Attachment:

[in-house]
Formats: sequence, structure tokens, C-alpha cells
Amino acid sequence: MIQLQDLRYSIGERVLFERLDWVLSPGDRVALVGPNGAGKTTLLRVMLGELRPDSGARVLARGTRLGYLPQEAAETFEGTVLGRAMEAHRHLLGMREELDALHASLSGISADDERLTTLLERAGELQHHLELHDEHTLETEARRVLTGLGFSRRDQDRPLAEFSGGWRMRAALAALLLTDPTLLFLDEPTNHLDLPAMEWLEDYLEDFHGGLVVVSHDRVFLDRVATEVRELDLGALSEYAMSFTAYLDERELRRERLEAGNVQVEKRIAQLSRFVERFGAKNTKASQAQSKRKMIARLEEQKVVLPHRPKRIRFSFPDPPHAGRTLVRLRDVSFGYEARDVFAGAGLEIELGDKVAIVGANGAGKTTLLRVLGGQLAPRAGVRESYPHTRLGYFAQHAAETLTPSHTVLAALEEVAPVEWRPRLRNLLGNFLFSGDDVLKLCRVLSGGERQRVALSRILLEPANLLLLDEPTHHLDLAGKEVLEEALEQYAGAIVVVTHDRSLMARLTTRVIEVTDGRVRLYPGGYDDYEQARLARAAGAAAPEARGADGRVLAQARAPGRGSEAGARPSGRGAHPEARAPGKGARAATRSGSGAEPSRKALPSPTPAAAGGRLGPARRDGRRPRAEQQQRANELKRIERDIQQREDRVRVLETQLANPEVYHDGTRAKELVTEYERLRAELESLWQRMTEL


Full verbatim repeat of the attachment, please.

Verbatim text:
[in-house]
Formats: sequence, structure tokens, C-alpha cells
Amino acid sequence: MIQLQDLRYSIGERVLFERLDWVLSPGDRVALVGPNGAGKTTLLRVMLGELRPDSGARVLARGTRLGYLPQEAAETFEGTVLGRAMEAHRHLLGMREELDALHASLSGISADDERLTTLLERAGELQHHLELHDEHTLETEARRVLTGLGFSRRDQDRPLAEFSGGWRMRAALAALLLTDPTLLFLDEPTNHLDLPAMEWLEDYLEDFHGGLVVVSHDRVFLDRVATEVRELDLGALSEYAMSFTAYLDERELRRERLEAGNVQVEKRIAQLSRFVERFGAKNTKASQAQSKRKMIARLEEQKVVLPHRPKRIRFSFPDPPHAGRTLVRLRDVSFGYEARDVFAGAGLEIELGDKVAIVGANGAGKTTLLRVLGGQLAPRAGVRESYPHTRLGYFAQHAAETLTPSHTVLAALEEVAPVEWRPRLRNLLGNFLFSGDDVLKLCRVLSGGERQRVALSRILLEPANLLLLDEPTHHLDLAGKEVLEEALEQYAGAIVVVTHDRSLMARLTTRVIEVTDGRVRLYPGGYDDYEQARLARAAGAAAPEARGADGRVLAQARAPGRGSEAGARPSGRGAHPEARAPGKGARAATRSGSGAEPSRKALPSPTPAAAGGRLGPARRDGRRPRAEQQQRANELKRIERDIQQREDRVRVLETQLANPEVYHDGTRAKELVTEYERLRAELESLWQRMTEL